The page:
I am going to throw a question out there that has plagued me lately, and I am pretty sure most of you will think I am overreacting. Well, here it is anyway..
Was I wrong to wait to have a child? I did not wait to get married at all. I met my husband in high school, married him at age 19, and committed to finish college and “get going” in my life before I “started a family” by having a baby. Those seemed like reasonable goals to our families who supported us getting married so young. And I guess it probably was ok.
However, I was also afraid of failure as a parent by being too stupid and too poor. My parents were perfect in my eyes, and I believed that I alone had to make sure I was ready and prepared to be like them. I did not trust that the Lord would help us do this at all. Not really.
When we found out we were going to have a baby, it was a total surprise, and to many I was not too young because I was 26 years old. It isn’t that long compared to many others who wait until much later to start a family. All of the details of my infertility are irrelevant for this article.
My focus is not on the physical issue here as much as the consequences to believing that a woman has to “protect” herself from a worst case scenario by establishing herself as an educated career person before becoming a wife and mother, if she does that at all. Although I was raised by conservative, family oriented, Christian parents, I was influenced by this feminist thought. As a servant of God, I was unwilling to do what He had declared in His Word until I had done what I believed to be best for my life.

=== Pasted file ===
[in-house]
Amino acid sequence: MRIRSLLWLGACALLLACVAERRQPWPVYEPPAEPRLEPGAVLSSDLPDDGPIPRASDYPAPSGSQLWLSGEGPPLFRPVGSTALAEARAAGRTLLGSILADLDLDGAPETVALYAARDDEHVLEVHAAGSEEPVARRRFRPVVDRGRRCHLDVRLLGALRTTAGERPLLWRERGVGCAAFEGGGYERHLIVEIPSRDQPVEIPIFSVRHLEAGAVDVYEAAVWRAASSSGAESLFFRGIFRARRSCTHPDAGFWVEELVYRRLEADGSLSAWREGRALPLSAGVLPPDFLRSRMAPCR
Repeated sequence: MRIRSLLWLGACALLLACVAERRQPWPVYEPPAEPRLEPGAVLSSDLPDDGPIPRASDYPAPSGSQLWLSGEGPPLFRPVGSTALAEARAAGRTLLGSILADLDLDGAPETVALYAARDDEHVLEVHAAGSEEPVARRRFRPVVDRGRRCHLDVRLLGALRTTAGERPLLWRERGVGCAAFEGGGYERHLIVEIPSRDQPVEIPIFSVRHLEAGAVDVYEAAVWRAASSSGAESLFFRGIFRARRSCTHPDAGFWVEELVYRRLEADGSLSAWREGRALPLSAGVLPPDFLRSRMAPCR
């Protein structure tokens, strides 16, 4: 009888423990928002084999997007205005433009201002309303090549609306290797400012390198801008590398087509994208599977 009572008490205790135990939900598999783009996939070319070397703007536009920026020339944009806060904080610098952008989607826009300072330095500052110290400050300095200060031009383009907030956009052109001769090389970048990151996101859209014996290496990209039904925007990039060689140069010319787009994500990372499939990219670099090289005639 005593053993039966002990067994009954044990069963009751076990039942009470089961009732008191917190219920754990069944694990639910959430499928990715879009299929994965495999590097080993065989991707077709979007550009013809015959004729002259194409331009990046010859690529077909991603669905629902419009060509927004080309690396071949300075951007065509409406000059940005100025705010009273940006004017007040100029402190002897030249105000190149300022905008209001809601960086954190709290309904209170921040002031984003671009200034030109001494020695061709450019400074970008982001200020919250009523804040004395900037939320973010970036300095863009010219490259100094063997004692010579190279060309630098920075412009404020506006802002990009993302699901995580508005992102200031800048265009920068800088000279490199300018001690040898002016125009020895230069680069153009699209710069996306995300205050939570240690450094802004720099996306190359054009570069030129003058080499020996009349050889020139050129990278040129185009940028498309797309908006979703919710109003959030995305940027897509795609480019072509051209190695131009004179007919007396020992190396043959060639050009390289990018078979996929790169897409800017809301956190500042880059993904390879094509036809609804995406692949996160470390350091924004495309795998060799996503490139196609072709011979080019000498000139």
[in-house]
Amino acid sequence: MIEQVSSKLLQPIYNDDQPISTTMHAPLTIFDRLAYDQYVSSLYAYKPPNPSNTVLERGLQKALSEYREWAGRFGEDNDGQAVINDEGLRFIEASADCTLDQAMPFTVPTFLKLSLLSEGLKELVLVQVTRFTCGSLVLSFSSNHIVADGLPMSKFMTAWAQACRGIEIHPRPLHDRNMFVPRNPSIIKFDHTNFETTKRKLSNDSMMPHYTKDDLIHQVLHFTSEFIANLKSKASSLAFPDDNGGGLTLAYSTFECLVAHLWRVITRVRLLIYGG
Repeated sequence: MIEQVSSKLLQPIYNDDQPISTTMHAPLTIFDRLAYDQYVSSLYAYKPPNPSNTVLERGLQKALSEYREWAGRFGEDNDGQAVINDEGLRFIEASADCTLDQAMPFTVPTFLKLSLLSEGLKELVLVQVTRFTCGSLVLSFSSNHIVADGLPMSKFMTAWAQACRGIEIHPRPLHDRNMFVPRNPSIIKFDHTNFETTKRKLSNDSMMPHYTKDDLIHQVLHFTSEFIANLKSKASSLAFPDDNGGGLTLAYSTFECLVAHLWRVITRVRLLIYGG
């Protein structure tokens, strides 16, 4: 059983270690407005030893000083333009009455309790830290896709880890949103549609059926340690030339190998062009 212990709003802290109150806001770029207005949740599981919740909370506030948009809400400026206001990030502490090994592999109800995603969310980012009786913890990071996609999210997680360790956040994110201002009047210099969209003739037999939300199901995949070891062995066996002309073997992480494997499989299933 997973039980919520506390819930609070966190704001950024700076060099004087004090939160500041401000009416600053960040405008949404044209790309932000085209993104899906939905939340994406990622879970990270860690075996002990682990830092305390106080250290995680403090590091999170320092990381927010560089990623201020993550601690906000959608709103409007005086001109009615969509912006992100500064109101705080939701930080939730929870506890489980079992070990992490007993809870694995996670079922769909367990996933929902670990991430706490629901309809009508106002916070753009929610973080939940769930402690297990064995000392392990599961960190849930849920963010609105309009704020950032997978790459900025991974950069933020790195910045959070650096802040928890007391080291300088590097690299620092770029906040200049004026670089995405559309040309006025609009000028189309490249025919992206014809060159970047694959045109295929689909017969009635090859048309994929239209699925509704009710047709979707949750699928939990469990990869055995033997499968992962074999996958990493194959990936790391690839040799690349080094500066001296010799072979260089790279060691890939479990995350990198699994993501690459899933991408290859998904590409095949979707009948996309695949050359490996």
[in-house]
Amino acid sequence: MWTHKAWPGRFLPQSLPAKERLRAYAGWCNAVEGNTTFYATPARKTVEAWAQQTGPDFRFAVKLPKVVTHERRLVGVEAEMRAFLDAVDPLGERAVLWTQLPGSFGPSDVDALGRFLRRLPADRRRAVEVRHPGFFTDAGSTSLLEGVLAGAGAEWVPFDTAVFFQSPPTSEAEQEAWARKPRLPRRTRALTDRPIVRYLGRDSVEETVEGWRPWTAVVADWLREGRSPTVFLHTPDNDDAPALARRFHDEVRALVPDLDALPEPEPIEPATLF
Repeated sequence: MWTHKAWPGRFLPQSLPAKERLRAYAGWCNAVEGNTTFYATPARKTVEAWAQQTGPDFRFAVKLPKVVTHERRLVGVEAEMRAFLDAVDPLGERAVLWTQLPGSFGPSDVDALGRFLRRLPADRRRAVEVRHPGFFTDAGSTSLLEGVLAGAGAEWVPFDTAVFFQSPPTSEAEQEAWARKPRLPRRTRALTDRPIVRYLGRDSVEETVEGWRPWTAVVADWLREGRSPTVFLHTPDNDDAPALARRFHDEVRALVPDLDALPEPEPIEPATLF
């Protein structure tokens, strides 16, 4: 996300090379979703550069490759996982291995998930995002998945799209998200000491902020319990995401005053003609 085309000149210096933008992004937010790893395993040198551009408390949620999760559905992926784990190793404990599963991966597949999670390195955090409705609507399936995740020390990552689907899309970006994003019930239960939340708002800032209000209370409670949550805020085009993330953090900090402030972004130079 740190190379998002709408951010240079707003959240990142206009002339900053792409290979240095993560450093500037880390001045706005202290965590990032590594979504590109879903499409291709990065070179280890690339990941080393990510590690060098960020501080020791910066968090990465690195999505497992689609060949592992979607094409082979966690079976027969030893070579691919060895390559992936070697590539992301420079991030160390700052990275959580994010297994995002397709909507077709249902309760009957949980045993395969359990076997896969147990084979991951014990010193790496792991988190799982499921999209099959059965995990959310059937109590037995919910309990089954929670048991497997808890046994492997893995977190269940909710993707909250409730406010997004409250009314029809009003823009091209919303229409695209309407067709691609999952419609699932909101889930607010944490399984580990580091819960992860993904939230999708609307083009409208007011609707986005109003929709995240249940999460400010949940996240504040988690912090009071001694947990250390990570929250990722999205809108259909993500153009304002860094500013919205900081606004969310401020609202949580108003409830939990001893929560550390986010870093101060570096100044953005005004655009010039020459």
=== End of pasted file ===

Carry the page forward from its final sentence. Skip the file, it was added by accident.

I do believe I was disobedient because I felt I had control of my reproductive choices. We live in circumstances that give us absolute control over NOT having a child. Even when contraception fails, legalized abortion gives a woman the option to avoid the birth of her child. We do not, however, have any control over WHEN we have a child. That is what makes our sense of control false and misplaced. Every human life is a gift from God and He alone decides when to gift us with children despite our efforts to subvert His authority and impose our will in the circumstances.
Dr. Jennifer Roback Morse of the Ruth Institute has written with articulate clarity on this very issue:
“The various forms of feminism have tried to teach us that our "real self" exists somehow independently of our gender. According to some feminists, gender differentiation is a cosmic injustice, that demands correction or compensation. More modest forms of feminism hold that gender differentiation is insignificant, or irrelevant to anything important. And the social changes that feminism has inspired have attempted to minimize anything distinctively feminine. The proper goal for a woman, especially an intelligent, promising woman, is to behave exactly as a man her age would. She should get an education, pursue a career, and work long hours to establish her financial independence.
She should remain oblivious to the fact that child-bearing will have a very different impact on her than on men her age. Her opportunity for child-bearing is limited in a way that a man's fertility is not. Giving birth will affect her body: every cell in her body responds to the fact of her pregnancy. Motherhood affects her differently than fatherhood affects a man. She should follow the same life-plan as men, and she should demand that her husband share identically in all the chores necessary to maintain a household. She is entitled to demand equality as her right, even though behaving identically will be unnatural for both her and her husband.”